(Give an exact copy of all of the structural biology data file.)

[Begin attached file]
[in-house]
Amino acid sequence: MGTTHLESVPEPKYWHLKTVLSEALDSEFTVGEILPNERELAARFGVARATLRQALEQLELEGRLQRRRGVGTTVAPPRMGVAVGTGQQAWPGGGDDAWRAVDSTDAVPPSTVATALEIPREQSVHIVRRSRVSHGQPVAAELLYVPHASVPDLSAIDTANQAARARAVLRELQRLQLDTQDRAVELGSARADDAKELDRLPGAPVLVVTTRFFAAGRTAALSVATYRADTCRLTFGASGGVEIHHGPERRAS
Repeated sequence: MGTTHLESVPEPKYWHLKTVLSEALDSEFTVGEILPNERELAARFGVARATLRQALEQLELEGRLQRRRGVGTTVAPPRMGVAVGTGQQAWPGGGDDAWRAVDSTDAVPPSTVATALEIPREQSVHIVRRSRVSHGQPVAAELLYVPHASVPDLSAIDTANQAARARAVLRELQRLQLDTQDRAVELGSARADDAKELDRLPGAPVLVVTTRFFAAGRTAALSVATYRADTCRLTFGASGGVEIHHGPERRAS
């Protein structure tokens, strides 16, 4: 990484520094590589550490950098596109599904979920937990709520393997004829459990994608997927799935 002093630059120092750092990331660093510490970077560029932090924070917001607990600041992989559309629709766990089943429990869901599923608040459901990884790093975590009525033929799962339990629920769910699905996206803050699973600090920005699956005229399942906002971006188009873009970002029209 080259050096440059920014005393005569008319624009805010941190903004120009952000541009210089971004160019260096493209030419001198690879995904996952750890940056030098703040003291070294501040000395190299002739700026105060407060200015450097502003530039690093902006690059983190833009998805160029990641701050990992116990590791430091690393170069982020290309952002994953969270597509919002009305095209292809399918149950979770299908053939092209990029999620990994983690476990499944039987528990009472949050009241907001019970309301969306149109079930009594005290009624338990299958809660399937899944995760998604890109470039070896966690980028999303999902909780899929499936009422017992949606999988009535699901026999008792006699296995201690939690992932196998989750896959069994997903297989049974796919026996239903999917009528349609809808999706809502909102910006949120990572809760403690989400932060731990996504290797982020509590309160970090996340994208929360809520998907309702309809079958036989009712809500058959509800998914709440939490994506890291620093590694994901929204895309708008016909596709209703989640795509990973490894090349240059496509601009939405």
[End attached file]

[in-house]
Amino acid sequence: MGTTHLESVPEPKYWHLKTVLSEALDSEFTVGEILPNERELAARFGVARATLRQALEQLELEGRLQRRRGVGTTVAPPRMGVAVGTGQQAWPGGGDDAWRAVDSTDAVPPSTVATALEIPREQSVHIVRRSRVSHGQPVAAELLYVPHASVPDLSAIDTANQAARARAVLRELQRLQLDTQDRAVELGSARADDAKELDRLPGAPVLVVTTRFFAAGRTAALSVATYRADTCRLTFGASGGVEIHHGPERRAS
Repeated sequence: MGTTHLESVPEPKYWHLKTVLSEALDSEFTVGEILPNERELAARFGVARATLRQALEQLELEGRLQRRRGVGTTVAPPRMGVAVGTGQQAWPGGGDDAWRAVDSTDAVPPSTVATALEIPREQSVHIVRRSRVSHGQPVAAELLYVPHASVPDLSAIDTANQAARARAVLRELQRLQLDTQDRAVELGSARADDAKELDRLPGAPVLVVTTRFFAAGRTAALSVATYRADTCRLTFGASGGVEIHHGPERRAS
């Protein structure tokens, strides 16, 4: 990484520094590589550490950098596109599904979920937990709520393997004829459990994608997927799935 002093630059120092750092990331660093510490970077560029932090924070917001607990600041992989559309629709766990089943429990869901599923608040459901990884790093975590009525033929799962339990629920769910699905996206803050699973600090920005699956005229399942906002971006188009873009970002029209 080259050096440059920014005393005569008319624009805010941190903004120009952000541009210089971004160019260096493209030419001198690879995904996952750890940056030098703040003291070294501040000395190299002739700026105060407060200015450097502003530039690093902006690059983190833009998805160029990641701050990992116990590791430091690393170069982020290309952002994953969270597509919002009305095209292809399918149950979770299908053939092209990029999620990994983690476990499944039987528990009472949050009241907001019970309301969306149109079930009594005290009624338990299958809660399937899944995760998604890109470039070896966690980028999303999902909780899929499936009422017992949606999988009535699901026999008792006699296995201690939690992932196998989750896959069994997903297989049974796919026996239903999917009528349609809808999706809502909102910006949120990572809760403690989400932060731990996504290797982020509590309160970090996340994208929360809520998907309702309809079958036989009712809500058959509800998914709440939490994506890291620093590694994901929204895309708008016909596709209703989640795509990973490894090349240059496509601009939405």